Your grief is unique to you. There are no rules, and there is no “appropriate time” to mourn your loss. Every person I’ve worked with experiences their own range of emotions differently. Working with somebody will help you to navigate your way through, and there will still be times when grief pops up when you least expect it.

At this time of year, the triggers are more obvious. Almost anything from card writing, to pulling the family ornaments out of the boxes, will remind you of your loved one. At other times of the year, the triggers may be more subtle. A smell which brings back a memory you had forgotten, or a song you hear in the car on our way to work.

Many grief triggers happen while sorting through a loved one’s stuff. Give yourself plenty of time and space to do this. Every item can be a trigger so it might be that you choose to take a staged approach. You need time in between for the emotions to settle – here’s some special tips around that decluttering.

Grief triggers can bring about a level of fear because you cannot predict where and when they will go off. The grief journey is emotional, overwhelming, stressful and draining at times but I want you to know that avoidance isn’t a resourceful choice. I know this to be true because I ended up with severe anxiety and agoraphobia.

Coaching will help you reach the point where your emotions begin to steady and eventually, you will respond to the triggers, rather than react. The best way to do this is to be with the memories and emotions that come up. Eventually, the emotions will feel like less of a flood and more like a gentle flow.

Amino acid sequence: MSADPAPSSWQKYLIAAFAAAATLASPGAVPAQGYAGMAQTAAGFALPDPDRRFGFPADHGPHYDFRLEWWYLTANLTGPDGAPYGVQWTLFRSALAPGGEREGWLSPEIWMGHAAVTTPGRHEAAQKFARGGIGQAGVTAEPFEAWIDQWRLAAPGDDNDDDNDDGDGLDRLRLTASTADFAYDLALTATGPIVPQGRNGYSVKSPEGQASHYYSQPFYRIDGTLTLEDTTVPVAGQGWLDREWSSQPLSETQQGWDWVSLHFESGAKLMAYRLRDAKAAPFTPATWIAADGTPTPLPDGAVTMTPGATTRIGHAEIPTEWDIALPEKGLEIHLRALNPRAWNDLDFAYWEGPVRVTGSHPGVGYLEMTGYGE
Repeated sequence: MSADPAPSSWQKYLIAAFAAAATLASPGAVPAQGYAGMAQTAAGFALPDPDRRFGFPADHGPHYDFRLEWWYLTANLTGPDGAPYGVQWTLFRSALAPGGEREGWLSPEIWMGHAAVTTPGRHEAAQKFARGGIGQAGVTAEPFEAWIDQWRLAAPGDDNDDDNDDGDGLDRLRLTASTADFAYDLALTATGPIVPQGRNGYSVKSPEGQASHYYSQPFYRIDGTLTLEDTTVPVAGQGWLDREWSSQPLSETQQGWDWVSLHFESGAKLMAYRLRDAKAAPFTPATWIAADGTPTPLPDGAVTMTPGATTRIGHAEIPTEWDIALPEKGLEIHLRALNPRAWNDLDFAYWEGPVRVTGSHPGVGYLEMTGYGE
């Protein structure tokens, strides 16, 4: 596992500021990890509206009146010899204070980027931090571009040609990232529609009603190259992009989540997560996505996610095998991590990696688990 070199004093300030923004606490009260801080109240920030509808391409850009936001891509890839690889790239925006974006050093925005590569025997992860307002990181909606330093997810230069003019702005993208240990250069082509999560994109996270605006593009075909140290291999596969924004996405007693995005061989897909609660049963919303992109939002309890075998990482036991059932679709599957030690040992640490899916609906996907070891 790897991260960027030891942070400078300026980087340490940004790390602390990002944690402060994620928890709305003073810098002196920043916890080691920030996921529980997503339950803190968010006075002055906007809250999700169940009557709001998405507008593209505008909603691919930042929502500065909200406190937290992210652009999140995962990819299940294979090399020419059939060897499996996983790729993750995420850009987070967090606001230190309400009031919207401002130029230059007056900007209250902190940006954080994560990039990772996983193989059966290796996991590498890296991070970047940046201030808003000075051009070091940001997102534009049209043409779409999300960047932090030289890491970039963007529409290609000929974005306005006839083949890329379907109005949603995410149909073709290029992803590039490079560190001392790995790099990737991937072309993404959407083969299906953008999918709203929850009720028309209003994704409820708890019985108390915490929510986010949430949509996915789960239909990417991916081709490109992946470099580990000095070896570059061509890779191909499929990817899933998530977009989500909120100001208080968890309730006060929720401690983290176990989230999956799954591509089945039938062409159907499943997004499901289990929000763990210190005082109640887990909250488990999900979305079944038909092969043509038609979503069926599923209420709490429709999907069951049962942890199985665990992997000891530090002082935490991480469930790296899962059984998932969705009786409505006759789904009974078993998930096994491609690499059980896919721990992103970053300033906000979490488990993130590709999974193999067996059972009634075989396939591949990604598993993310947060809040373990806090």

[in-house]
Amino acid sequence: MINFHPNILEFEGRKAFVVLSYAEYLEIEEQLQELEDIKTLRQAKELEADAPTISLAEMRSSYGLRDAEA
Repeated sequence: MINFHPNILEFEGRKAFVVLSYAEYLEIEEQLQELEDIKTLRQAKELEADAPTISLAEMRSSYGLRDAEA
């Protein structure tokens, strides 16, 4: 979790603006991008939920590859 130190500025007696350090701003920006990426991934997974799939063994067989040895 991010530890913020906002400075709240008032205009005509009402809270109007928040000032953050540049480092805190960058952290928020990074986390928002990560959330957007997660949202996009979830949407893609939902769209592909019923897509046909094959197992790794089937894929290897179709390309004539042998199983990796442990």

In the meantime, here’s 5 quick tips to help:

1. Accept that this is a thing.

The most helpful thing you can do is to be okay with the fact that your grief can be triggered, any time, any place. This doesn’t mean that you have no control over this. If and when it happens, you may wish to spend some time reflecting on the event. Triggers can come from sights, sounds, smells, tastes and imagery. If you identify what is causing you to grieve, you will have an easier time dealing with those triggers should they arise in the future.

2. Find your quiet space.

It’s true that you may be in a public place when it happens. That’s okay. You can go with the flow, or if you prefer, you can choose to take yourself off somewhere quiet, such as an empty room, your car, or a bathroom cubicle. Even home life can seem busy so find yourself a quiet space you can retreat to when you need.

3. Make a plan.

If there’s a period approaching where it’s more likely that grief triggers will occur, then be prepared. There are many things you can do to navigate the holidays.

4. Let it out.

It’s healthy to release your grief emotions. If you need to cry, then give yourself permission to. If you need to just sit quietly and contemplate, then do that. If you need to talk, grab the phone and do it. Basically, do whatever you need to centre yourself and move into the next moments of your day.

5. Talk about it.

Its cliché and it appears in almost every single one of my blogs. But after you encounter an unexpected trigger, it’s good to talk to someone to process your experience, as well as to take some tools to your toolbox for next time around. This could be a friend or family member, although professional help is going to be more effective.

All sorts of reactions to grief can leave you feeling like you’re unravelling or all over the place. To my disappointment, there is no magic wand I can wave to make it better.

If you feel like your grief is getting more intense over time and you feel stuck in it to the point of not being able to function in daily life, then it’s time to seek help. Complicated grief can lead to mental illness and other medical conditions. With professional help, you can re-gain a sense of control and start to heal.

Louise Creswick Coaching Website Blog Tips